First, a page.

At the first annual Iceland Writers Retreat, I got to take two workshops from Pulitzer prize-winning writer Geraldine Brooks. For each workshop, she asked us to bring a short piece of writing to introduce ourselves. Because “travel” was the loose theme of the retreat, one of the options was to write 300 words about your favorite place. Here is mine.
Intimacy with the rhythms and contours of a single place only evolves from years of dedicated observance. Seattle, with its salmon-filled waters ringed by Middle Earth-mountains cloaked in towering Doug fir, is certainly worthy of such devotion. Studies have shown that humans evolved to feel most at home in exactly the kind of edge habitat Seattle provides.
But studies have also shown that to the human eye anything that doesn’t change becomes invisible, so it’s impossible to appreciate one’s surroundings without occasionally looking somewhere else. Coming home is so much more satisfying than being home. When it comes to favorite places, I can’t commit.
I have a bit of a thing for island nations. For years I was obsessed with Japan. I loved Japan’s forests of skyscrapers with their underbrush of traditional architecture. I still do. But a disastrous visit involving sick babies and the yakuza finally convinced me we weren’t right for each other.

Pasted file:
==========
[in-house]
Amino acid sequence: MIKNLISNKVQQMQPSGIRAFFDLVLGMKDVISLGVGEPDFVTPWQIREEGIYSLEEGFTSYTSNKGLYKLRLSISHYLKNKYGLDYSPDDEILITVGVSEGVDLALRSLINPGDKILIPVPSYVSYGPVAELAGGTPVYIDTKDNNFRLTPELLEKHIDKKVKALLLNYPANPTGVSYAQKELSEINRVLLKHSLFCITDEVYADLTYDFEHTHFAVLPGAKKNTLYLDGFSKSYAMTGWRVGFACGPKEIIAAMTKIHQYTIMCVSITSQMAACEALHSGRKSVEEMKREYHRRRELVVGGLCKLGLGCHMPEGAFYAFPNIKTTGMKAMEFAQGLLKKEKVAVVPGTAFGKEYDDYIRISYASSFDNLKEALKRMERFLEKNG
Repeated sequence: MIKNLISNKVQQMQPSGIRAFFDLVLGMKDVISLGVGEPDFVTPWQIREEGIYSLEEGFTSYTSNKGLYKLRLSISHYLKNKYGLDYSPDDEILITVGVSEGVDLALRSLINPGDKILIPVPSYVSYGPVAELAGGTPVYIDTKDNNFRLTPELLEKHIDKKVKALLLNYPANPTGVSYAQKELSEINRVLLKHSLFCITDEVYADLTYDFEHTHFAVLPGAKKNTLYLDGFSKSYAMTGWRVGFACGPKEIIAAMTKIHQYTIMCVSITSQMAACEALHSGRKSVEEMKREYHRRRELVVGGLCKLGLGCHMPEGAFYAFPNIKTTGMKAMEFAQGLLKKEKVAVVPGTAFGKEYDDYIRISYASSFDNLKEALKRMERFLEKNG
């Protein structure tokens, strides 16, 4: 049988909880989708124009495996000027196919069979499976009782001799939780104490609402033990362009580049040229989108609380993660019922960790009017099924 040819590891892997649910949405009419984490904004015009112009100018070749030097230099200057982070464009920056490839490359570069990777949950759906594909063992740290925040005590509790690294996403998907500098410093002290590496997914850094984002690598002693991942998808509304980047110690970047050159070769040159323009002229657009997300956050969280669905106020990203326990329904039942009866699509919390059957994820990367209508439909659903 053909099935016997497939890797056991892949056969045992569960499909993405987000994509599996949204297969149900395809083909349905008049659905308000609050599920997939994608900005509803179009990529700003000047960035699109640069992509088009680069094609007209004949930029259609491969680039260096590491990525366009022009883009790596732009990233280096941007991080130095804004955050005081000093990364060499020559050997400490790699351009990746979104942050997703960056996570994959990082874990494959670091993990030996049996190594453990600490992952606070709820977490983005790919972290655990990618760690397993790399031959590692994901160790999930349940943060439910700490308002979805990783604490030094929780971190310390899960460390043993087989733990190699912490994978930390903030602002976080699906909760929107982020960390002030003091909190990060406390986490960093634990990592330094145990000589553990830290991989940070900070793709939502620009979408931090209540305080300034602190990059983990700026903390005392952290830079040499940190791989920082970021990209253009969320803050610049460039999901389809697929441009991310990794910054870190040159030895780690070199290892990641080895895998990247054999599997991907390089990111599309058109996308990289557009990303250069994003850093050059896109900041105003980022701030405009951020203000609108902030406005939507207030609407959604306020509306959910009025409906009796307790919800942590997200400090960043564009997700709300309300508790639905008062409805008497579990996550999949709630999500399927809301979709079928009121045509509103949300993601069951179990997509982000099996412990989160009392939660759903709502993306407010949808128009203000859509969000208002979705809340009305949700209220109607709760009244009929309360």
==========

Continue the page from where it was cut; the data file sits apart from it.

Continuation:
There was a brief flirtation the beautiful and exotic Sri Lanka. I could deal with the civil war; but ultimately, the teardrop of Asia was too inaccessible, and anyway, I’m more of a temperate climate girl.
Things are pretty intense between me and Iceland right now. Iceland isn’t traditionally pretty; the mountains are small and the ungenerous could call the landscape stark. But an Ansel Adams color palette washes everything in mystery and if the phrase “living rock” ever meant anything, it does so here. When I’m away from Iceland, all I can do is think about how to get back. Reykjavík feels like my favorite place, but I don’t know what will happen when the new wears off.
I hear New Zealand is pretty cool.